So if the subject of facelifts had come up after that in any dialogue, real or virtual, you would have found me almost entirely on the side of being oneself.  In moderation, of course.  What I don’t spend on Manolos or Louboutins (because I’d fall on my face if I tried to walk in them) goes to my hairdresser, who owns his own eponymous shop and therefore costs more. (Although no tip because he’s the owner.) There —  pain free and hence without general anesthetic — I get Keratin straightening twice a year, and coloring away my roots every eight weeks, and partial “highlighting” every sixteen weeks, and the obligatory double cheek-kissing at the end of every visit.  (He’s Moroccan, French-speaking and Paris-trained.)  I also have a bathroom full of Bobbi Brown products, which somewhat mask the absence of continued dewy facial freshness, and I smell (if I may use that word) of Hermes. (On Perfume.com it seems it’s nearly always 15% off.)  Which fragrances? Caleche for day, 24 Faubourg for evening and specials. (Don’t ask what the specials are; I know one when I see it coming.)

But deep deep down, have I still yearned to look young(er)?  Um, yes. It would be great to look the way one sometimes feels.  Then sappy young waiters wouldn’t dare be patronizing, and maybe medical assistants who never saw me before would stop with the kindly, reassuring first name business,  and  — here we’re really getting to the nitty gritty — I could still flirt with strangers, which used to be one of the major fun parts of everyday life.

Don’t be too concerned, though. It’s always stayed deep down.  Until a few weeks ago, when it may finally have gone away for good!  I recently took a commuter bus instead of the train to New York (just to see what it was like) and went to the rear, hoping if it didn’t fill it might be quiet enough back there to read.  It did fill, though, and three ladies who got on north of New Brunswick sat down in the row in front of mine.

The two directly in front of me were likely in their early sixties. I could give you a wicked description of their haircuts and what they had on (I can be truly evil when the spirit so moves), but will leave them in peace for this post because they had smile lines around their mouths and little crinkles around their eyes and the kind of chin lines the men who love them — and I’d be willing to bet they each have such a man — don’t care about.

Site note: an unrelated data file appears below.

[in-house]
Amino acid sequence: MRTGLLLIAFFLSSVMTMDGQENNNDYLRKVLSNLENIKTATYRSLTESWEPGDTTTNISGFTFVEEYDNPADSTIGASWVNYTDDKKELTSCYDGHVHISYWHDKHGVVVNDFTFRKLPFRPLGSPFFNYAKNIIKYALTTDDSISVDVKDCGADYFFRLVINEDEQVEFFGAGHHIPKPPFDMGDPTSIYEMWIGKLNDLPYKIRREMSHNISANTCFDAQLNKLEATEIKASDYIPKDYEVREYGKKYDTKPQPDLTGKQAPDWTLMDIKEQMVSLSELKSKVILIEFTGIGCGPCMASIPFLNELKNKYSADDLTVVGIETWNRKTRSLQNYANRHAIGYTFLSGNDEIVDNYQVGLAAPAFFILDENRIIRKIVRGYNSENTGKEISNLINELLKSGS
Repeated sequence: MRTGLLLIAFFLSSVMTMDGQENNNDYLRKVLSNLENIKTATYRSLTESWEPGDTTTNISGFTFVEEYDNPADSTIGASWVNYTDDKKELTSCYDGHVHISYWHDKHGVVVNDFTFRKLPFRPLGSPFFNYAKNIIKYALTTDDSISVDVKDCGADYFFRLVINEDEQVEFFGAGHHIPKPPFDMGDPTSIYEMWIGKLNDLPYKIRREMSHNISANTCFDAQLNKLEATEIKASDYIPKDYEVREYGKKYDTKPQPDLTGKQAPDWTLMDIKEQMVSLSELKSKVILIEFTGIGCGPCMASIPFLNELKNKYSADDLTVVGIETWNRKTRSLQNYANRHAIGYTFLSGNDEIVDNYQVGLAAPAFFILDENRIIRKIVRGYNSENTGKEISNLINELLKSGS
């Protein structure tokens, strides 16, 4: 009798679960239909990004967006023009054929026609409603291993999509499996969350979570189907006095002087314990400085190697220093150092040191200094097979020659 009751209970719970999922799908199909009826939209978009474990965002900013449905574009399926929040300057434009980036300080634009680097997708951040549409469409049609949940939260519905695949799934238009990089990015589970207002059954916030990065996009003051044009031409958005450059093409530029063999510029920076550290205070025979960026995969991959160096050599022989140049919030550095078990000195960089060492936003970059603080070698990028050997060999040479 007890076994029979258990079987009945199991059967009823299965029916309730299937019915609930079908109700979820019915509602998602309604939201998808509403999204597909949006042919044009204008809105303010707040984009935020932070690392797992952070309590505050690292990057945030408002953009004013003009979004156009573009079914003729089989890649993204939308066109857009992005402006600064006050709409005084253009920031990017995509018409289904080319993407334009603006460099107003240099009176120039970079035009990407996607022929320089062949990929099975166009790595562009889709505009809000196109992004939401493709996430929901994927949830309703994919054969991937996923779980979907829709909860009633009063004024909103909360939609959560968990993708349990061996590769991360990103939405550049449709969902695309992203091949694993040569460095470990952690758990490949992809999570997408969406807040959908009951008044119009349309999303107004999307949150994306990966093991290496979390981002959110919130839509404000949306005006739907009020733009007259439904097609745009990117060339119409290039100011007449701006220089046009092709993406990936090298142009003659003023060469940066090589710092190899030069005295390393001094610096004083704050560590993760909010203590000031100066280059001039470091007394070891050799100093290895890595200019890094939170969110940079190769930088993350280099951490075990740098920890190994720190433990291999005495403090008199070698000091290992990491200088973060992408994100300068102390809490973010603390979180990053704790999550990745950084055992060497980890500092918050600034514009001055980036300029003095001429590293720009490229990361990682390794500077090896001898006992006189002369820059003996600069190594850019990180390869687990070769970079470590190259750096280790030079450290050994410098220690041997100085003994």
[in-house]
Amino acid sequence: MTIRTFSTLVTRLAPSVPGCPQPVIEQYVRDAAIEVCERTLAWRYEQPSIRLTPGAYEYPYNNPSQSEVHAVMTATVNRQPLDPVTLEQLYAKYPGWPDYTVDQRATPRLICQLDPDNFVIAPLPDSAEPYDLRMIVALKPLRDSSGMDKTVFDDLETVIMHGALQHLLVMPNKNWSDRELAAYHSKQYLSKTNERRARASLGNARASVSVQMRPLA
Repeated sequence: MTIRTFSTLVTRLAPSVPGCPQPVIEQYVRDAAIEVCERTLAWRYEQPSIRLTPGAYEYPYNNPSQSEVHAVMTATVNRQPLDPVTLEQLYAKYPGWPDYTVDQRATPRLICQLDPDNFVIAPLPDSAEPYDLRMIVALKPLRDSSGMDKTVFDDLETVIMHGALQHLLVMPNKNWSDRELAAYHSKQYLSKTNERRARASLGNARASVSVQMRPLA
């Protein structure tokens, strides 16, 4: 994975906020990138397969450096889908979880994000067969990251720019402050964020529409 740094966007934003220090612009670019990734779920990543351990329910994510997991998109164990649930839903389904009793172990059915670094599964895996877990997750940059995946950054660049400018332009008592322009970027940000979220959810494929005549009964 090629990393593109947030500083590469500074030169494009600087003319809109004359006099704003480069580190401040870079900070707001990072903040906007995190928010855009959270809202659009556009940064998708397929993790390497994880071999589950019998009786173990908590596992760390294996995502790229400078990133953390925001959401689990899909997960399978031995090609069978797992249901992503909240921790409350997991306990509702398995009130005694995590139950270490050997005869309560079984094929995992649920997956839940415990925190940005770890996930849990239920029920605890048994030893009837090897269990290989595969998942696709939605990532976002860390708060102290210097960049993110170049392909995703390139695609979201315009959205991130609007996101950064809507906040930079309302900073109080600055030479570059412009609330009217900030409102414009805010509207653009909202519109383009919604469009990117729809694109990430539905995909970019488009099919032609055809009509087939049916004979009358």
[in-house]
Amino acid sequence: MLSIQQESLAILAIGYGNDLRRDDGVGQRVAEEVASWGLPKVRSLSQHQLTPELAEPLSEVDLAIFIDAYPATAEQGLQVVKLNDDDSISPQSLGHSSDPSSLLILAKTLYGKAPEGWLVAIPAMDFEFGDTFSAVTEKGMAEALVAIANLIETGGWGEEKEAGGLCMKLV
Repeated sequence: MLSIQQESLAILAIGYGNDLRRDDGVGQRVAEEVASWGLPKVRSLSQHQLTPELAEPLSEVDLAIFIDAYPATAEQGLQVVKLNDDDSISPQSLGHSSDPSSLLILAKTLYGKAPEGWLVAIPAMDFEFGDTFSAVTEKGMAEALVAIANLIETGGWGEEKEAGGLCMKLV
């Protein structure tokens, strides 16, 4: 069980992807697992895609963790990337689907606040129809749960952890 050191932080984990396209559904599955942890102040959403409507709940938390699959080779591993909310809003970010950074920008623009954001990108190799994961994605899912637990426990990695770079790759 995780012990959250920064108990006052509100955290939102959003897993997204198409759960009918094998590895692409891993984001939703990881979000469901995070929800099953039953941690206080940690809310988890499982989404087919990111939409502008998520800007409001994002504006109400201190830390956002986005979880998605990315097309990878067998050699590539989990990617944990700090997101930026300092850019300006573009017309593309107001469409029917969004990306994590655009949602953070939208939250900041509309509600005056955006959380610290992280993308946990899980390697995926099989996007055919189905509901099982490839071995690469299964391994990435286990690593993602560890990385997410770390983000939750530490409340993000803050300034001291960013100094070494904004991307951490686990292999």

But the third lady, sitting one row in front of me and across the aisle, immediately attracted my attention for the dewy white unblemished freshness of her complexion.  She couldn’t have been young — she came with the other two and her straight hair was that of an aging woman, the sort of hair a hairdresser can only cut very short and then color a desperate shade of straw, to try to conceal its wispy thinness.

Despite the hair, however, her skin had not a single line at all,  anywhere, and it couldn’t have been just Botox.   Moreover, her blue eyes were open very wide throughout the entire seventy-five minute ride as if she had just seen something that startled her and her eyelids had frozen high in the eye sockets. There was no indentation at all between her nostrils and mouth; that part of her face had been stretched so wide that it was absolutely flat. The stretching had thinned her lips into a long straight line, as if if she were perhaps about to smile but then had thought better of it.  No smile lines framing the mouth, though.  But what was most startling was her chin and jaw — both sharp and clean and raised up as if she couldn’t lower them. And perhaps she couldn’t.  I took my gloves off and pulled my own face and throat back with thumbs and fingers as tightly as I could and then, without letting go, tried to lower my chin.  I couldn’t.

Was it a terribly botched job?  A third or fourth or fifth facelift? Somehow I think it was repeated, and intentional.  Perhaps the unbelievably babylike texture of her skin made her feel young. This lady was at least in her seventies. She wore a black Persian lamb three-quarters coat, and who wears those anymore? Her hands were bony and had some brown spots; there was a slight osteoporotic hump beneath the back of her Chanel-copy jacket; she took a sucking candy out of her handbag and sucked it in the front of her mouth with closed (stretched) lips, the way old ladies often do.  (Except her chin stayed jaunty as she sucked.)  Occasionally she made a comment to her friends across the aisle; she had what my eight-year-old grandson would, with the blunt outspokenness of childhood, call an “old lady” voice.